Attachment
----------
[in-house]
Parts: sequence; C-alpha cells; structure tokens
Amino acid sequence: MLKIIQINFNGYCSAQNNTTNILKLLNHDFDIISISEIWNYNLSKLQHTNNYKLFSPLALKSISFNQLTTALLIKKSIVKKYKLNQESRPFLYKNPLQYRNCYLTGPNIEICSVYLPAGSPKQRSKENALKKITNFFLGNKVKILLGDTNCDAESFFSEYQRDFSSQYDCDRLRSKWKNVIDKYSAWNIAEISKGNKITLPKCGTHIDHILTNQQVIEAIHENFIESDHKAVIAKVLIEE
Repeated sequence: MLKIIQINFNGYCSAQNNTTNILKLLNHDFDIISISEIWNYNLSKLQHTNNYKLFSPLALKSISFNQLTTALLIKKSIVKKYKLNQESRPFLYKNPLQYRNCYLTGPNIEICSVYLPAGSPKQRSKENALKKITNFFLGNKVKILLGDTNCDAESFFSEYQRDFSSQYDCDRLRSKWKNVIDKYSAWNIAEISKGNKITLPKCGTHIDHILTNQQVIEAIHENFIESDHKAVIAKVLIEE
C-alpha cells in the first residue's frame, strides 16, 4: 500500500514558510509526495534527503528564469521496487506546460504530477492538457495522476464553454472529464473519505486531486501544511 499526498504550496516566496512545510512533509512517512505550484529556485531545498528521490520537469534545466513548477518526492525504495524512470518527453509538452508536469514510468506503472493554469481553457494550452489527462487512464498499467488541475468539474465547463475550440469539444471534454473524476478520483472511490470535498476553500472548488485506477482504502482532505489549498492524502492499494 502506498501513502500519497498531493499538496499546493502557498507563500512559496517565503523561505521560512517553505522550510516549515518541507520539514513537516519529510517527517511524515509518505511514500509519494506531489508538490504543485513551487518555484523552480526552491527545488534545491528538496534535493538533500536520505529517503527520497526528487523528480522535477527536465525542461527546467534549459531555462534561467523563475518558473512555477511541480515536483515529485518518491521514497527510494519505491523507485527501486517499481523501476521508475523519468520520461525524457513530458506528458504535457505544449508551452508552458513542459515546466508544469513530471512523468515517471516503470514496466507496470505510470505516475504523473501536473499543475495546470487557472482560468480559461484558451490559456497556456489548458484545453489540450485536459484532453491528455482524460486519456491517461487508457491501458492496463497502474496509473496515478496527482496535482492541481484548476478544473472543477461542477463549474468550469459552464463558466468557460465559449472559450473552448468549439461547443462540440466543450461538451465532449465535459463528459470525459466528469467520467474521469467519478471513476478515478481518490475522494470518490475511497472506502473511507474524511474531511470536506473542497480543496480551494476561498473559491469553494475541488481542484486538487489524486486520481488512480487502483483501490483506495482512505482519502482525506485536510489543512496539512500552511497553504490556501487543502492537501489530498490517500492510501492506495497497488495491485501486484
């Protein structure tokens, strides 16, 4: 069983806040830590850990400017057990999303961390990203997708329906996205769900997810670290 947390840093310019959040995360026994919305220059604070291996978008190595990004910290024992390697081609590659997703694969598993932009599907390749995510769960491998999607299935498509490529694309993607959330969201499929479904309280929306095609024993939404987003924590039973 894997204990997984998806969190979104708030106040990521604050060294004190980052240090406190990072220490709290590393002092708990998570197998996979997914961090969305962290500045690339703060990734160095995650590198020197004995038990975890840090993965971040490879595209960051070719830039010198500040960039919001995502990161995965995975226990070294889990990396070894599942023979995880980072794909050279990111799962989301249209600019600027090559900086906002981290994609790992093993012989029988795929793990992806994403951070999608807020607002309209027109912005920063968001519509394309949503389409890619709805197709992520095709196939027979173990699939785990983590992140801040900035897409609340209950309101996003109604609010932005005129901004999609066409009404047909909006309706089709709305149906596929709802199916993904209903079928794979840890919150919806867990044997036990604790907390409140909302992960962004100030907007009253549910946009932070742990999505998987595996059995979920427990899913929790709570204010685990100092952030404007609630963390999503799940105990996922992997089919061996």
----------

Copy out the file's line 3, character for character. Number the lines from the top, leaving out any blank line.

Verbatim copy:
Amino acid sequence: MLKIIQINFNGYCSAQNNTTNILKLLNHDFDIISISEIWNYNLSKLQHTNNYKLFSPLALKSISFNQLTTALLIKKSIVKKYKLNQESRPFLYKNPLQYRNCYLTGPNIEICSVYLPAGSPKQRSKENALKKITNFFLGNKVKILLGDTNCDAESFFSEYQRDFSSQYDCDRLRSKWKNVIDKYSAWNIAEISKGNKITLPKCGTHIDHILTNQQVIEAIHENFIESDHKAVIAKVLIEE